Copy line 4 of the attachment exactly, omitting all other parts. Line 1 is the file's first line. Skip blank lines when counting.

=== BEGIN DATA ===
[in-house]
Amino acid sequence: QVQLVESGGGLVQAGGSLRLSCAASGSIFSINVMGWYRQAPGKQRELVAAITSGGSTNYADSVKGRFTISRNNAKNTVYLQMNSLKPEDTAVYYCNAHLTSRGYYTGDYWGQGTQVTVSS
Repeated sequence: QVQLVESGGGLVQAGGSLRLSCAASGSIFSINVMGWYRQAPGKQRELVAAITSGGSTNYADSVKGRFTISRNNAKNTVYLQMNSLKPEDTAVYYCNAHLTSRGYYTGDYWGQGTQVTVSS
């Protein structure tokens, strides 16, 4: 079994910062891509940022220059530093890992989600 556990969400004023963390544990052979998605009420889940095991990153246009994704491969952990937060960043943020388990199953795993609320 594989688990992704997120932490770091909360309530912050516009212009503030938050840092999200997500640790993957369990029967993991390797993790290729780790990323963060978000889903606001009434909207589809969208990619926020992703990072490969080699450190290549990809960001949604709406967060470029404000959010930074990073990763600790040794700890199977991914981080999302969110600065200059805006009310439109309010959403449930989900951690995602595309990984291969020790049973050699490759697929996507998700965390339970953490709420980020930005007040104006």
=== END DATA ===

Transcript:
């Protein structure tokens, strides 16, 4: 079994910062891509940022220059530093890992989600 556990969400004023963390544990052979998605009420889940095991990153246009994704491969952990937060960043943020388990199953795993609320 594989688990992704997120932490770091909360309530912050516009212009503030938050840092999200997500640790993957369990029967993991390797993790290729780790990323963060978000889903606001009434909207589809969208990619926020992703990072490969080699450190290549990809960001949604709406967060470029404000959010930074990073990763600790040794700890199977991914981080999302969110600065200059805006009310439109309010959403449930989900951690995602595309990984291969020790049973050699490759697929996507998700965390339970953490709420980020930005007040104006």